Who was Florence Knoll?

Mid-20th century design was an exciting time, especially in furniture. After the harsh conditions and rationing of the Second World War, people were ready for fun, bright designs to make their homes more comfortable.

Florence Schust was born in Michigan, U.S.A in 1917 and sadly orphaned by the age of 12. She displayed a passion for architecture from a very young age and was thus enrolled in a school next to an Academy of Art.

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Schust would later go on to study at this Art Academy, spending a lot of time with a friend named Eilel Saarinen. She was warmly accepted by the Saarinen family and even went on holiday with them to Finland. She got to see the world and spend time with many accomplished people. It was this experience and the time spent at Cranbrook art Academy that provided Florence with an enviable foundation in design and forged the beginnings of an illustrious career. Thanks to recommendations from the Saarinen family, Florence benefited from studying under some of the most prominent 20th century architects, such as Marcel Breuer and Walter Gropius.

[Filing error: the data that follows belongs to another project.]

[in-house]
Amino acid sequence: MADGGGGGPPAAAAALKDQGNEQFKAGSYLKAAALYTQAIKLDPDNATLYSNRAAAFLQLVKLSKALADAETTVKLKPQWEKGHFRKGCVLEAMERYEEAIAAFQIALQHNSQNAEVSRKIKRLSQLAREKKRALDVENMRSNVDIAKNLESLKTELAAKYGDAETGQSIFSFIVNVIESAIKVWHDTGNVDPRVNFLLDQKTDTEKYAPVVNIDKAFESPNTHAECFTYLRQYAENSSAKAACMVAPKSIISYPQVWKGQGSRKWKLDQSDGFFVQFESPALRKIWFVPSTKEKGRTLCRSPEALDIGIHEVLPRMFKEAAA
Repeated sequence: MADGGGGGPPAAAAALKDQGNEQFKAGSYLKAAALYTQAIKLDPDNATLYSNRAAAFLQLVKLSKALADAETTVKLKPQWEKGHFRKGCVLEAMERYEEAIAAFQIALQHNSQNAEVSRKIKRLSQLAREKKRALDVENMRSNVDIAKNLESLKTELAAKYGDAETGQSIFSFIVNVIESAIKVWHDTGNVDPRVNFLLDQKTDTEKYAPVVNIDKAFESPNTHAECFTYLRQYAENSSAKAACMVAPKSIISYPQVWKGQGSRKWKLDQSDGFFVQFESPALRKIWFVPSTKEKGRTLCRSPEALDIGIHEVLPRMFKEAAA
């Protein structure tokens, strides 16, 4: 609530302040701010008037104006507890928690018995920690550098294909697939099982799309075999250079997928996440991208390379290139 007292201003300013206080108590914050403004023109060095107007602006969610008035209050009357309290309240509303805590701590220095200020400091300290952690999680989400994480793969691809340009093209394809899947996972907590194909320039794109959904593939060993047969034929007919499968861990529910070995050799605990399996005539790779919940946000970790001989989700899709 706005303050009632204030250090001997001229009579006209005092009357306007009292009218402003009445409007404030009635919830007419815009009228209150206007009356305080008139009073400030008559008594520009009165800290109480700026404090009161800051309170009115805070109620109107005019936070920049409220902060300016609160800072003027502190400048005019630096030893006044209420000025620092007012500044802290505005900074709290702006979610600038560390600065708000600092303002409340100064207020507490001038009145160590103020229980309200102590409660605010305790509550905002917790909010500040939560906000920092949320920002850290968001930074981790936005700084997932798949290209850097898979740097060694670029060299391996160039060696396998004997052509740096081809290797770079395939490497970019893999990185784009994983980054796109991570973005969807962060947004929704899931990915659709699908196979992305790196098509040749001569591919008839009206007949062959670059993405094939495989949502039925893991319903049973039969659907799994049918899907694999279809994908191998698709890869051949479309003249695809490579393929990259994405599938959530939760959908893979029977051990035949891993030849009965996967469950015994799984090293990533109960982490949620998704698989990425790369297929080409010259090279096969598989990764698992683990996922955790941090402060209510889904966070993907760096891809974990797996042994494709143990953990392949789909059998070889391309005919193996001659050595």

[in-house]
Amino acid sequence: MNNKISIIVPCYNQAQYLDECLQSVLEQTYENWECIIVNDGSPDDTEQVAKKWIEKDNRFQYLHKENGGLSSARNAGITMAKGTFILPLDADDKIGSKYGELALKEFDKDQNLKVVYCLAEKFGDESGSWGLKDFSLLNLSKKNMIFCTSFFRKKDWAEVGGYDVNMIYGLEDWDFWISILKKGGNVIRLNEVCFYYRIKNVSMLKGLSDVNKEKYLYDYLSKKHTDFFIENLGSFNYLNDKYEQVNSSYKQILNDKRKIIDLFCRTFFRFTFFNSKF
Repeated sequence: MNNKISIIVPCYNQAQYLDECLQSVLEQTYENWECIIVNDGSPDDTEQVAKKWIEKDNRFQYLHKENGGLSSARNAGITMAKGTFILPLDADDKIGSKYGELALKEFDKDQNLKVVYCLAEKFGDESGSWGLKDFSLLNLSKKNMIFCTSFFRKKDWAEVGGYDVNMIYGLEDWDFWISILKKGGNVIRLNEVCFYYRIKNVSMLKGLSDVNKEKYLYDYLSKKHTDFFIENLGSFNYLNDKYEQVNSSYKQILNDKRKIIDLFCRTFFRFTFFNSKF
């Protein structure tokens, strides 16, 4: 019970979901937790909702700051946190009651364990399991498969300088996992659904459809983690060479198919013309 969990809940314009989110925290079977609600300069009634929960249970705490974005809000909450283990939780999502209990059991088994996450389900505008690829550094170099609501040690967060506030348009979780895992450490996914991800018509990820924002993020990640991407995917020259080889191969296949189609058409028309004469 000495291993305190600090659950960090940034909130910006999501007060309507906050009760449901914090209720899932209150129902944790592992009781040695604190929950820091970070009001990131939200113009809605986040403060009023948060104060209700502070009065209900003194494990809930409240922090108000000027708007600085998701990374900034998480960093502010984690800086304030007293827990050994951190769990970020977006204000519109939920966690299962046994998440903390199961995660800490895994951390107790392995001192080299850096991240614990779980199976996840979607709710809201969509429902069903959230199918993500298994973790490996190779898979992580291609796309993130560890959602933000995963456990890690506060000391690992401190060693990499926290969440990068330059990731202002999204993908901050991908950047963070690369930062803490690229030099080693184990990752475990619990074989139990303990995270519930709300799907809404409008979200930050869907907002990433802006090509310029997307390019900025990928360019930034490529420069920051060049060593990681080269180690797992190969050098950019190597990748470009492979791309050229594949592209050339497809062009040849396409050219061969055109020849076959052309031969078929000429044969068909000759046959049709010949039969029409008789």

Moving to New York in 1941, Florence met Hans Knoll who was in the process of establishing his furniture company. The combination of Florence’s flair for design and Hans’ strong business sense and sales skills, the future looked bright.

The couple married in 1946 and grew their company together into one that became globally recognised for design and style.

Florence worked on creating the Knoll Planning Unit which helped to define the aesthetics of corporate interiors in post-war America. Thanks to her architecture background, her designs introduced concepts of space-planning, efficiency in interior design and a more comprehensive approach to workspace planning. She strongly believed that she created space and didn’t simply decorate it, designing the things that made the room work, like the walls and sofas. For your very own Florence Knoll Sofa, visit https://www.pash-classics.com/living/sofas/florence-knoll-sofa

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Knoll’s designs for both beautiful and modern, each one contributing to the development of her signature style. Some of the biggest corporations in America had Knoll’s Planning Unit interiors, including General Motors and IBM. She had an incredible eye for detail and proportion that has stood the test of time and made her work as revered and popular as her contemporaries in mid-20th century design.

Hans Knoll tragically died in 1955 and Florence managed the company as president through many ups and downs. By 1960, she gave up this position to focus on what she loved most – the design and development areas. Five years later, after a career of pioneering and defining the corporate spaces of America, Florence retired from the company.

 

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